When it comes to business, it’s important to remember that your ‘American’ staff are likely very naturally good at business development – whether they like it or not. However, you may find that they are perceived as overpromising. Niceness can be understood by many as a sign that the deal is done, when in reality, for an ‘American’ its just a matter of following protocol. Never assume you’ve won the work, and never forget that kindness is not a sign of weakness. If you can’t deliver, or if you yourself aren’t very likeable, they will turn you down – with a smile on their faces.
Perhaps the key point, above all others, to bear in mind is that the United States is huge, and monumentally diverse. We are not all the same. The three qualities I’ve given you here I’ve both embraced when it’s convenient and shirked when it’s not. That’s the thing – ‘America’ is a dream, and so too is anything one might call ‘American’. And any dream is a reflection of the person having it.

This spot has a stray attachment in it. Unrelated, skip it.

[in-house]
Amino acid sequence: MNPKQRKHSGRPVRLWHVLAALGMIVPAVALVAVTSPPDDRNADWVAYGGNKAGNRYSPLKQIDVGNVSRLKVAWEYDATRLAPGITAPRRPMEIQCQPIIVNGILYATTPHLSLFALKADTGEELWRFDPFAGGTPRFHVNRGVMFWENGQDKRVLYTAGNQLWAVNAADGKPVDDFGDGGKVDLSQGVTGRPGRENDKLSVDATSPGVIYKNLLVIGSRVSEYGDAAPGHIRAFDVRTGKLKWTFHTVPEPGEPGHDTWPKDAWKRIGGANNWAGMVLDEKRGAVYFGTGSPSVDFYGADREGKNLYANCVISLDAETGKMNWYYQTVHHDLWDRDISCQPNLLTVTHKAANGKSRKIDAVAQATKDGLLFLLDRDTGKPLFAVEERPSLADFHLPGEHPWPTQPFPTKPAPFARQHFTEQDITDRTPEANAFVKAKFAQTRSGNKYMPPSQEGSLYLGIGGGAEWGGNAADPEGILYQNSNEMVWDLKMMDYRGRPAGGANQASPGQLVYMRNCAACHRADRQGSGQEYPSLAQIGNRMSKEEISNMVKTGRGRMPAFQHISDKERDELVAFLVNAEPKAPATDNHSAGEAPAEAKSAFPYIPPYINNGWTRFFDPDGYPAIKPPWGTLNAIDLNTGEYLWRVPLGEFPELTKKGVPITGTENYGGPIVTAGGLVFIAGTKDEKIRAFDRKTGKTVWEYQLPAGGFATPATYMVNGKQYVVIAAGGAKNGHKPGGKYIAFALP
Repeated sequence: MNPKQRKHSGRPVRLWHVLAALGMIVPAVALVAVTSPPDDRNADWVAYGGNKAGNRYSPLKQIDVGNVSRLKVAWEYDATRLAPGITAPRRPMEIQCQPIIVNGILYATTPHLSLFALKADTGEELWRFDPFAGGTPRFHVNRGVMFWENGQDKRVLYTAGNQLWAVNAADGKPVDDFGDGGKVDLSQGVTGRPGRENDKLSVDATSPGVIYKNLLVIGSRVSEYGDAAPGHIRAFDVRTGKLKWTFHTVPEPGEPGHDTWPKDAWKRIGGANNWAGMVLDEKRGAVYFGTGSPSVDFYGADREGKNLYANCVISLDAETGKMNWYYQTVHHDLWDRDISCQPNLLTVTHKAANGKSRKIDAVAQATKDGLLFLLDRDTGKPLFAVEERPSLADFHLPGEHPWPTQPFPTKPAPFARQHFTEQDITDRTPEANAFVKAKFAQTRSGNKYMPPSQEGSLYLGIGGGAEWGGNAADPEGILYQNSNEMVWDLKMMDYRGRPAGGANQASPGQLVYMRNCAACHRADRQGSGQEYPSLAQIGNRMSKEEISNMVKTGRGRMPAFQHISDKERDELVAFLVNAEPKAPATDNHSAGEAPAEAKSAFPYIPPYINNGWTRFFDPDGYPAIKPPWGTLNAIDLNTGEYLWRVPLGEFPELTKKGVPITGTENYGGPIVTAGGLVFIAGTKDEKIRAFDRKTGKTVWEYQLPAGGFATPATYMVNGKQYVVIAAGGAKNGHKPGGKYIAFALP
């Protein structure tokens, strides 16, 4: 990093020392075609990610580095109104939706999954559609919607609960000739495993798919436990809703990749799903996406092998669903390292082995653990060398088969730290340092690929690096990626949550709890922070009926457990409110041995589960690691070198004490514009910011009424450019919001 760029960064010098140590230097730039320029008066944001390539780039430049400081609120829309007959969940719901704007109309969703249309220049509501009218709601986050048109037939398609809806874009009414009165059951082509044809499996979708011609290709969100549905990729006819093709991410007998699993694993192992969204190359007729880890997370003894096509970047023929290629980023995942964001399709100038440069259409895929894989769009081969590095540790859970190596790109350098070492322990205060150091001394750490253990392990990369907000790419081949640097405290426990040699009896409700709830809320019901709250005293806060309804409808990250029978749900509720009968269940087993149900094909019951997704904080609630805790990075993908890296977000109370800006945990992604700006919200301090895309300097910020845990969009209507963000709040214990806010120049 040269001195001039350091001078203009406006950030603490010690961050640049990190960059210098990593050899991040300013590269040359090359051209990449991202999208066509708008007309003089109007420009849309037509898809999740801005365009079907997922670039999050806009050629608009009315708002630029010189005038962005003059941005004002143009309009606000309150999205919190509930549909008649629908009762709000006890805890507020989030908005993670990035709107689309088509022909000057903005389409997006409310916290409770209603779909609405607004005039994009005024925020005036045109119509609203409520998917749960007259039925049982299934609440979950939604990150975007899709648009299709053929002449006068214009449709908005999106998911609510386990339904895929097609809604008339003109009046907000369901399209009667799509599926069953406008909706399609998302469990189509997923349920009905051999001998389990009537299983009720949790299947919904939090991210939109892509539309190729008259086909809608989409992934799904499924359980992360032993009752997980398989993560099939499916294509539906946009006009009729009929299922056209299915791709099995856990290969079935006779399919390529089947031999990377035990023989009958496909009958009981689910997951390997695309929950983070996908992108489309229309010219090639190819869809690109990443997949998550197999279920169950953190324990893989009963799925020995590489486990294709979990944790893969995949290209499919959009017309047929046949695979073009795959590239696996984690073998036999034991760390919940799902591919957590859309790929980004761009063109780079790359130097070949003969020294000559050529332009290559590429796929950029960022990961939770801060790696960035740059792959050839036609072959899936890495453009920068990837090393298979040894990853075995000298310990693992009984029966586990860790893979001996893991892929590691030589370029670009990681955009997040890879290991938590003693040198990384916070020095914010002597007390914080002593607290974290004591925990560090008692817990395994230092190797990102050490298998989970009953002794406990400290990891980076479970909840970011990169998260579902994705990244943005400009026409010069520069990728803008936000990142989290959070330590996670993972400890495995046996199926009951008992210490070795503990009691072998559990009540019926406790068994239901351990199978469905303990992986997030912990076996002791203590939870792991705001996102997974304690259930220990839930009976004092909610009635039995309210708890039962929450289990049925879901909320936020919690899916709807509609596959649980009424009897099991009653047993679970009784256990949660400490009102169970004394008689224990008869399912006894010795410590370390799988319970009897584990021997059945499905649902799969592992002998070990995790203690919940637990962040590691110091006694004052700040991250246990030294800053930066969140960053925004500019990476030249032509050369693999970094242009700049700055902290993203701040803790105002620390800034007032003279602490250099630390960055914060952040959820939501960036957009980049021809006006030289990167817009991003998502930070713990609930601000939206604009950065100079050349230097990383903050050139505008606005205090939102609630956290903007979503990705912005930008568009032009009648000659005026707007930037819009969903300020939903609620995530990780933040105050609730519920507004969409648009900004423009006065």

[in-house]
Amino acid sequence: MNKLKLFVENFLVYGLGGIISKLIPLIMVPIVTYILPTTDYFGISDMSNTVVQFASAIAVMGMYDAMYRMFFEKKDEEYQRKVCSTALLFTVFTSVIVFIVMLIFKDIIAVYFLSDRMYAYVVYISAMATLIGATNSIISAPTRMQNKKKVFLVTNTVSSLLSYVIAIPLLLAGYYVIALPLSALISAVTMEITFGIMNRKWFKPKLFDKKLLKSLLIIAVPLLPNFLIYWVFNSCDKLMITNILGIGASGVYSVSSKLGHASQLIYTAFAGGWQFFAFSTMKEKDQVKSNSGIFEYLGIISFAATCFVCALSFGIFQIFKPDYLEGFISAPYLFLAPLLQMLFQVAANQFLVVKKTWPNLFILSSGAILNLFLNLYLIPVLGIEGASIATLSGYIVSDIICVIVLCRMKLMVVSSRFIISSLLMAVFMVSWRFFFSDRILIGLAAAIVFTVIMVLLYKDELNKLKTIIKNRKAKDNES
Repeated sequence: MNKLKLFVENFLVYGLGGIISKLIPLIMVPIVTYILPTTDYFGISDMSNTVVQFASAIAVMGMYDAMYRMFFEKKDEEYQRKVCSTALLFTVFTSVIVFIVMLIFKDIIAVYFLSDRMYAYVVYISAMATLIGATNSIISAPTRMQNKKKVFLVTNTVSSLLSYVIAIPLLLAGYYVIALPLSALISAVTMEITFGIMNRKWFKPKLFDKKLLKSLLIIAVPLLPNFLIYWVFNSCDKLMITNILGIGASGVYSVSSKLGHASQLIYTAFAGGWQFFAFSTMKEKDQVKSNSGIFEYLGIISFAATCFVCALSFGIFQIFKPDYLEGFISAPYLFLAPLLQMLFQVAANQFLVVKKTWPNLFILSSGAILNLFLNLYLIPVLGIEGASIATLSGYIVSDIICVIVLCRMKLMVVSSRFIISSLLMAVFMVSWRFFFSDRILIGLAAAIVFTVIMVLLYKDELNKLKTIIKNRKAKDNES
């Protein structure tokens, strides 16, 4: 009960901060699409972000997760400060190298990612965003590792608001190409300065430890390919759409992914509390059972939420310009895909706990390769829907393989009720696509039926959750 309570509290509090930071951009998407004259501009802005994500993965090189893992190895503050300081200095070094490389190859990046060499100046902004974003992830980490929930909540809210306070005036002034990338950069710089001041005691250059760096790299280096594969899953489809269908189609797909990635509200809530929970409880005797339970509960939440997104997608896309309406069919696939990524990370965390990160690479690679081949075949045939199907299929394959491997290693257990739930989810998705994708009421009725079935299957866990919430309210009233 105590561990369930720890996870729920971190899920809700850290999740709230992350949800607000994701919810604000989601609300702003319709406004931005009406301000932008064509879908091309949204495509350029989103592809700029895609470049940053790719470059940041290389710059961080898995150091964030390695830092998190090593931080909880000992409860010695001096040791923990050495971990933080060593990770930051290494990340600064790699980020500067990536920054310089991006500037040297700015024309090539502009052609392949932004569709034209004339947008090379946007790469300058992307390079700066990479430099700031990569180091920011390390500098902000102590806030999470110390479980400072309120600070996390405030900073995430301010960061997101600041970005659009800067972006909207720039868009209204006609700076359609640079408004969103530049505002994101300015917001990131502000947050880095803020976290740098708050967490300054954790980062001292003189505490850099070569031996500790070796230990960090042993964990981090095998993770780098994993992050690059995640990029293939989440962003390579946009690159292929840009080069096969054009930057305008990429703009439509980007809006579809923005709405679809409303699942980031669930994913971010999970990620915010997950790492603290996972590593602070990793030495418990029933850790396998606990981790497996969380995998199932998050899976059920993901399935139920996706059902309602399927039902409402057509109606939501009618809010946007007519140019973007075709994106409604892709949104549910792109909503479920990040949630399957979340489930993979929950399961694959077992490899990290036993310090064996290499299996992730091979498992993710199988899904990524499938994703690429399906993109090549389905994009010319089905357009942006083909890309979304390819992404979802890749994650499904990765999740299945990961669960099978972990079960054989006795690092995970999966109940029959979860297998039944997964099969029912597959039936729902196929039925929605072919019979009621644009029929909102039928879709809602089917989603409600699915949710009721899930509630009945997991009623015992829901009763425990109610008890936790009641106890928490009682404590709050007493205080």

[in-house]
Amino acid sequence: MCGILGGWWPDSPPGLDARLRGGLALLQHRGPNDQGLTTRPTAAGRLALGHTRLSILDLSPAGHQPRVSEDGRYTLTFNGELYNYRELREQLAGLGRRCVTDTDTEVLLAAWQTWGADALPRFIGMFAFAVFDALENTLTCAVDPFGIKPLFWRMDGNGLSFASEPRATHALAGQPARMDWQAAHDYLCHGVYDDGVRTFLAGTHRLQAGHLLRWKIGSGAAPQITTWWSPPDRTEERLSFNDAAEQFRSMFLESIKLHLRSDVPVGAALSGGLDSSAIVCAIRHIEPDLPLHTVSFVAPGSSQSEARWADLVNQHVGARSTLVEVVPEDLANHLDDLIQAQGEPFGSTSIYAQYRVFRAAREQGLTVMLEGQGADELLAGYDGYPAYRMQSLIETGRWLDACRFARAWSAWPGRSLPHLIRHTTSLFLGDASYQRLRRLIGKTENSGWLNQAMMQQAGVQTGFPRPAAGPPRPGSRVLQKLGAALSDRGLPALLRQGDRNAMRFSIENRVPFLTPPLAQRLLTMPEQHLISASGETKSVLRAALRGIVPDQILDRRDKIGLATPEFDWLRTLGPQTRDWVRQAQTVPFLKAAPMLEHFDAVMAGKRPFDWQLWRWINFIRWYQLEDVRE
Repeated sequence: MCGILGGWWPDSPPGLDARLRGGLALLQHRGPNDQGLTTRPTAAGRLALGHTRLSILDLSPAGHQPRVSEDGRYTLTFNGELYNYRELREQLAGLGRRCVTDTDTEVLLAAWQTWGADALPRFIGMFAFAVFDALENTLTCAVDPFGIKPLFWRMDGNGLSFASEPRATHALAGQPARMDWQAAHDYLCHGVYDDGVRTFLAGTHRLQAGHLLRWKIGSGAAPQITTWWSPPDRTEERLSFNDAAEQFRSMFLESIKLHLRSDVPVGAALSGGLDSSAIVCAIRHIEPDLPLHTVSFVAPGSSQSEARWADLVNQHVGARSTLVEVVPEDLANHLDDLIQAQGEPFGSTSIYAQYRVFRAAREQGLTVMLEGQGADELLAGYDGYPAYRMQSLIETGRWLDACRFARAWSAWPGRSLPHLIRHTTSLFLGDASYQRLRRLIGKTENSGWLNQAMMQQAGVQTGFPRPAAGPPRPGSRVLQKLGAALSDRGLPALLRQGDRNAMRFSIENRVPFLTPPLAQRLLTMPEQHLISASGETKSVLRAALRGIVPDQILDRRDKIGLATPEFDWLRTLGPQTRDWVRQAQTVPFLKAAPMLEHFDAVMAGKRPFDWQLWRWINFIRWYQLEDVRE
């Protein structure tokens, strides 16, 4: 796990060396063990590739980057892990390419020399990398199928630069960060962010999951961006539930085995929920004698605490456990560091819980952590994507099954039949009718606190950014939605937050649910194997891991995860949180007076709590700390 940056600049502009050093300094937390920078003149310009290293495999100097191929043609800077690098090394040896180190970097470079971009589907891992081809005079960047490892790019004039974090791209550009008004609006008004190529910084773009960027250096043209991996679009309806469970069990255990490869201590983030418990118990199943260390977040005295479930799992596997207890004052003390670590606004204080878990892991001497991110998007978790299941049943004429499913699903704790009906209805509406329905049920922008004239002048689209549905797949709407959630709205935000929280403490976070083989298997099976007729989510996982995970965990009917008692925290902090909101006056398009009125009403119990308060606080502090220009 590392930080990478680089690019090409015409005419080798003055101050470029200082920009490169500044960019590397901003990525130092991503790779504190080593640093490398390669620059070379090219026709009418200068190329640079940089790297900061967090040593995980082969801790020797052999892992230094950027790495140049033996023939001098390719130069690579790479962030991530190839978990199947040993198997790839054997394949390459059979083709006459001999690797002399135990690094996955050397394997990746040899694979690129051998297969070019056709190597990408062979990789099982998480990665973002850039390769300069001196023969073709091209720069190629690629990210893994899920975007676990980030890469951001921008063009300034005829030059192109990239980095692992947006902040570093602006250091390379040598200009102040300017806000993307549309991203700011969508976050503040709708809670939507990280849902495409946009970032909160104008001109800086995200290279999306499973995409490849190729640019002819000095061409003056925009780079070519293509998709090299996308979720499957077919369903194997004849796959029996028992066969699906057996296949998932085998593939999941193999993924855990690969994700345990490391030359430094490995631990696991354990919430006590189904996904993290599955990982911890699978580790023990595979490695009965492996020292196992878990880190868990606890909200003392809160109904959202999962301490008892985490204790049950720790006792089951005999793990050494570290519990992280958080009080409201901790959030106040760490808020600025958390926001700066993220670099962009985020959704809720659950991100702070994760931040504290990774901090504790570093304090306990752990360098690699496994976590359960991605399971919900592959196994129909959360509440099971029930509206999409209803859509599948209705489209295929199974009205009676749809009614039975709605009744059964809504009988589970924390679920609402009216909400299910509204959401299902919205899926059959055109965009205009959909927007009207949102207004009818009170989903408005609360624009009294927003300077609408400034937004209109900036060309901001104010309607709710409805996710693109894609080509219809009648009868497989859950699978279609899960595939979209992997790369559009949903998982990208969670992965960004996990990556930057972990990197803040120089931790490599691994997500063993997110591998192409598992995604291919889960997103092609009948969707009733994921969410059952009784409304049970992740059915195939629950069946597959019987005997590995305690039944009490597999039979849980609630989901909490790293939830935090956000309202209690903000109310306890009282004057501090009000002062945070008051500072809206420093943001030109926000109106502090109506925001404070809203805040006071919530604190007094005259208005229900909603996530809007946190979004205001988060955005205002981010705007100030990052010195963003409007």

As such, perhaps the more interesting question for international businesses and business leaders is, “what is your American dream”? Your definition of ‘American-ness’ is a statement of aspiration or self-fashioning in so much as it is an articulation of the elements of your work or business culture you find limiting.
In asking ‘what makes an ‘American’, you end up learning a lot more about yourself and your business than you do about ‘America’. Wherever that is.
Melyn McKay is a cultural anthropologist and a partner with advisory firm, Monticello LLP.